Aussies have been dobbing in their fellow countrymen and women in record numbers thanks to a new tax tip-off line.
The Australian Taxation Office (ATO) has revealed it has received almost 60,000 reports from the community regarding “suspected tax evasion, the black economy or illegal phoenix activity” from July 1, 2018 to May 31, 2019.
It’s a record number, and according to an ATO spokeswoman, it’s because of the new tax integrity tip-off line, which makes it easier for ordinary Aussies to report suspected dodgy practices.
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“The Australian community is often wanting to tell us when they see businesses or employers not doing the right thing and getting an unfair advantage,” the spokeswoman said.
“ … and (we) are on track to receive over 70,000 community referrals before the end of this financial year.”
From July 1, the ATO’s new Tax Integrity Centre will make it even easier for people to report businesses they suspect of engaging in illegal phoenix, tax evasion, and black and/or cash economy activities by providing a single point of contact.
Illegal phoenix activity is when a new company is created to continue the business of a company that has been deliberately liquidated to avoid paying its debts, including taxes, creditors and employee entitlements.
The spokeswoman stressed while all tip-offs were taken seriously by the ATO, they would not all result in an audit.
Instead, all information is assessed and referred to experienced staff for review.
“We utilise the tip-off in conjunction with other information to determine if any action is required,” the spokeswoman said.
“The tip-off may only provide part details; this information is still very useful.
“We want to protect honest businesses and are interested in tip-offs people may have about members of the community who may be intentionally doing the wrong thing and gaining an unfair competitive advantage.”
WHEN SHOULD YOU REPORT?
The spokeswoman said the tip-off line was the equivalent of “Crime Stoppers for tax” and was not just limited to tax issues.
Australians are encouraged to also report behaviours such as:
• Demanding or paying for work cash in hand to avoid obligations
• Not reporting or under-reporting income
• Phoenixing — liquidating and re-forming a business to avoid obligations
• Over-claiming deductions, such as paying for home renovations through a business account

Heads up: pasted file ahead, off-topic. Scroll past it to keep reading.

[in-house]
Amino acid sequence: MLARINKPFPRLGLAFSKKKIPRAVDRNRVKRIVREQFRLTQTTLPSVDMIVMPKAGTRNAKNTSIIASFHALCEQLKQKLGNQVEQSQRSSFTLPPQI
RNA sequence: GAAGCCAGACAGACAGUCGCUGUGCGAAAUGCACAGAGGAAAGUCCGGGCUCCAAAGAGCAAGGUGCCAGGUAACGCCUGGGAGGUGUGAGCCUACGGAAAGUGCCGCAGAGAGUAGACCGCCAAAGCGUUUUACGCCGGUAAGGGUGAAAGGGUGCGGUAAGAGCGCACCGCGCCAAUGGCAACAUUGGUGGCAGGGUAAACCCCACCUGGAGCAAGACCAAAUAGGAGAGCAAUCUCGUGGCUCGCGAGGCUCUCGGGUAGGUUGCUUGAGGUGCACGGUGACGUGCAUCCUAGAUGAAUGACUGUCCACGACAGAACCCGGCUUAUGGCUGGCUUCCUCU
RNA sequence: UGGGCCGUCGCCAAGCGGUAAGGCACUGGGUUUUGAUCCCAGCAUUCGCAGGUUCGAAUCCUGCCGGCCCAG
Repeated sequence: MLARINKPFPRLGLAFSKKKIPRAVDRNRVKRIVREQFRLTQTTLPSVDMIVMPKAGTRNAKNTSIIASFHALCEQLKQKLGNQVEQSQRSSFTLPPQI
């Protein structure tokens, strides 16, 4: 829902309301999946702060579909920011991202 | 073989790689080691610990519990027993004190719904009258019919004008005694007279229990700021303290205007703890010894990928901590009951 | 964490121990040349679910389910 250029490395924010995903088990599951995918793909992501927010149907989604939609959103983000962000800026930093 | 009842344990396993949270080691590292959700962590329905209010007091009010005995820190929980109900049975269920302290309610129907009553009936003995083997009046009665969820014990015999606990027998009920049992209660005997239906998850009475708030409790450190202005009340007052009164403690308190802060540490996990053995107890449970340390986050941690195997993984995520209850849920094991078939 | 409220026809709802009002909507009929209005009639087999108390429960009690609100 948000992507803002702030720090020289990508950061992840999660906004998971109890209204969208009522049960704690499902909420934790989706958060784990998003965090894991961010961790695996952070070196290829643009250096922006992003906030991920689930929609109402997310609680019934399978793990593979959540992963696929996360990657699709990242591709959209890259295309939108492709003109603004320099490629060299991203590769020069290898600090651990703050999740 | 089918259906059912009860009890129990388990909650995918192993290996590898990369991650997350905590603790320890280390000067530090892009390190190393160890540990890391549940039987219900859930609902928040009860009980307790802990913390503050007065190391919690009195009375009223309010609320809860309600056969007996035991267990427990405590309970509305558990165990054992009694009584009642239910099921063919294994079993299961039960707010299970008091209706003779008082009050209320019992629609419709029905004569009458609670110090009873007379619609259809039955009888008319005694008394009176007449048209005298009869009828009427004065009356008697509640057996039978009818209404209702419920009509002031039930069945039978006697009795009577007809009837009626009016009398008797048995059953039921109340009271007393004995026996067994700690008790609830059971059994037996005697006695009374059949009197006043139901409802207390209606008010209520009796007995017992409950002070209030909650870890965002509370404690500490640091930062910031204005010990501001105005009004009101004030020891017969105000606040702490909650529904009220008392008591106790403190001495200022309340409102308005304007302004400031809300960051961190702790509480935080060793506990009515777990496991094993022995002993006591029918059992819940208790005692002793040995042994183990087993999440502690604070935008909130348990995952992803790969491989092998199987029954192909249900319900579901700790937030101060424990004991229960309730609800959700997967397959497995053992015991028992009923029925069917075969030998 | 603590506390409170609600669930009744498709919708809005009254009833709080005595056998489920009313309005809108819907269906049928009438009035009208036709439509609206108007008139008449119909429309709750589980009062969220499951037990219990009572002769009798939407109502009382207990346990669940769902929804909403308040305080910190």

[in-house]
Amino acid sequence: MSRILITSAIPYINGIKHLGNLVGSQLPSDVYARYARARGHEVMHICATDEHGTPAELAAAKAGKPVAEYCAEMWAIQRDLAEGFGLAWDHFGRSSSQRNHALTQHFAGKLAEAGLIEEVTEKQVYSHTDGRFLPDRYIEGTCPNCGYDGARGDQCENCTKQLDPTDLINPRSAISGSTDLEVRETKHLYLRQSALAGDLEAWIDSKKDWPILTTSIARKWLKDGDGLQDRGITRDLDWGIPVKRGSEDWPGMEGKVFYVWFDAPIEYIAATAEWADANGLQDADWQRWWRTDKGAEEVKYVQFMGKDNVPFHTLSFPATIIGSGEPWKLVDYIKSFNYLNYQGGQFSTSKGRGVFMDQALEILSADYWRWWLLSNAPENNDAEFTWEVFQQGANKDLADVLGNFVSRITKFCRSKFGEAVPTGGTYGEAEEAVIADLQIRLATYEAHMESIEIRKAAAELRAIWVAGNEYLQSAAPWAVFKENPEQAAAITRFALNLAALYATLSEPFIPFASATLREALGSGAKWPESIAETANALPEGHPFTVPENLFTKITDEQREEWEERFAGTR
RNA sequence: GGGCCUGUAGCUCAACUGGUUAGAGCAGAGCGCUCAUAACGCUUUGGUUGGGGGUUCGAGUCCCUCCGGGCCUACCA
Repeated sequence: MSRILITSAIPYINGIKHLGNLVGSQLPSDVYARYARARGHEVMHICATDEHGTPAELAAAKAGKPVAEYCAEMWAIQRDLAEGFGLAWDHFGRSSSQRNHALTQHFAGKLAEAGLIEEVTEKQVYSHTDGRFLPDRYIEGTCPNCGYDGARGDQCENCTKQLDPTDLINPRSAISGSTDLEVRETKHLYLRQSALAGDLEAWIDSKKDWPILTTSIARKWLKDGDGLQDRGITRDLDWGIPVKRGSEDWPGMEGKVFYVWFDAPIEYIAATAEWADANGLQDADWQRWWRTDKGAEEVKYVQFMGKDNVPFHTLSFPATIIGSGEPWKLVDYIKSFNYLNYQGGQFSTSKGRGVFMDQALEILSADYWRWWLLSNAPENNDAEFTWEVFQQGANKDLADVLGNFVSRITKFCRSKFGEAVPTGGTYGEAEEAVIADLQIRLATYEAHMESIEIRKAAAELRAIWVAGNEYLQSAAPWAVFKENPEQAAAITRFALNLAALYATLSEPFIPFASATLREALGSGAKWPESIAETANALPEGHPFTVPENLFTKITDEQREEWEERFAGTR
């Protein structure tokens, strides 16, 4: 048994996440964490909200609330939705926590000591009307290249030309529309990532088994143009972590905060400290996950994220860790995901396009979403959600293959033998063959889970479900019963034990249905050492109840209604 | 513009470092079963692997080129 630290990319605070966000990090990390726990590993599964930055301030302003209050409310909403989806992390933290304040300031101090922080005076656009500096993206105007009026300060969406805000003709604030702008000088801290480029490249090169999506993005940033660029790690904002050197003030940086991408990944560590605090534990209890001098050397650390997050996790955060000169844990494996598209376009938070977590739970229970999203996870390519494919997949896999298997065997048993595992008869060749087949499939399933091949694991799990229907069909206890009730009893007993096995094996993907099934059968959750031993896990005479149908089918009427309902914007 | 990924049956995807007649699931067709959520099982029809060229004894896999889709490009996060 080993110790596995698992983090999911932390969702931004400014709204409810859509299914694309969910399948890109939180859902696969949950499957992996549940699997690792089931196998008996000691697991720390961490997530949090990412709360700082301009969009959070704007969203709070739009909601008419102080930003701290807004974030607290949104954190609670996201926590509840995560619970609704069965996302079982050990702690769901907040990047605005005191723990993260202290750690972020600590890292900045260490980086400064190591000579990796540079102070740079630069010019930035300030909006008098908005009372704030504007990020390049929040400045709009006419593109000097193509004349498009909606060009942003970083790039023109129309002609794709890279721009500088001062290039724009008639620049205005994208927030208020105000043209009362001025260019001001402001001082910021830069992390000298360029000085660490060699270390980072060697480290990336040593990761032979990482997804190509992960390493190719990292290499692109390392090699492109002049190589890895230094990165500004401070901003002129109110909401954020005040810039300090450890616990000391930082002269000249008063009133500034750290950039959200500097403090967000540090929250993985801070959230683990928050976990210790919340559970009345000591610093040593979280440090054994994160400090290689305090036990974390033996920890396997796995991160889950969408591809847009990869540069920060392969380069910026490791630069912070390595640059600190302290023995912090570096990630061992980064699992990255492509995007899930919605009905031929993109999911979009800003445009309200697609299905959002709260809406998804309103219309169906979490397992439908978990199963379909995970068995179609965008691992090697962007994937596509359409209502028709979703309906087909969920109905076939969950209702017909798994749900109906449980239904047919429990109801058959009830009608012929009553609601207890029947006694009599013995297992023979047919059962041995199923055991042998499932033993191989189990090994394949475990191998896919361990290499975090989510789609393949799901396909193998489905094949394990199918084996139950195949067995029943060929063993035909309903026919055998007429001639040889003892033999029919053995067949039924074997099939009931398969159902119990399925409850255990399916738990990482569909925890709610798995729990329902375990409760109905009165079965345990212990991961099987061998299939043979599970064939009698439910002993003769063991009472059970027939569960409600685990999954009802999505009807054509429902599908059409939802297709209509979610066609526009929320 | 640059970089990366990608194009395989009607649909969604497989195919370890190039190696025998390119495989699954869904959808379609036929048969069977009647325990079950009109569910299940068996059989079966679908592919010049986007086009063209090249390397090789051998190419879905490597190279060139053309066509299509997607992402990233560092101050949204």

“When people assist us by reporting these behaviours they are contributing to tackling the black economy which adversely impacts on the community,” the spokeswoman said.
“We value referrals from the community. Tip-offs help us build a more complete view of risk. “A community tip-off may be the missing piece of the puzzle that we need to finalise an investigation and seek prosecution action to help protect honest taxpayers.
“You may only know part details. This information is still very useful. It helps us understand industry trends and emerging issues and forms part of our engagement strategies.”
2019 HIT LIST
Also on the ATO’s hit list in 2019 are dodgy, work-related claims like dry cleaning and car expenses as well as investment property deductions, earnings from cryptocurrencies and sharing economy platforms like Uber.
Last year, false claims on clothes and laundry bills cost the system $1.5 billion — and so this year, the ATO will be scrutinising those types of claims very closely.
While it’s not against the rules to claim uniforms or laundry costs as part of a tax return, around six million Aussies made those types of claims last year, which the ATO believes proves many of us are “pushing the boundary”.
The tax man will also be scrutinising people who make money through platforms like Uber, Airbnb or Airtasker to make sure people working in the sharing economy are correctly reporting their income and expenses.
The ATO has also announced it will be paying close attention to excessive interest expense claims, such as where property owners have tried to claim borrowing costs on the family home as well as their rental property.
And it is also clamping down on an “unfair” and “illegal” tax loophole some Aussies use to “deliberately hide income”.
The ATO has warned from July 1, unreported “cash in hand” payments made by employers to workers will not be tax deductible.
While cash transactions are often a legitimate part of many businesses, the tax office claims many are doing the wrong thing on purpose in a bid to pay less tax.
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Originally published as Aussies dob in dodgy tax cheaters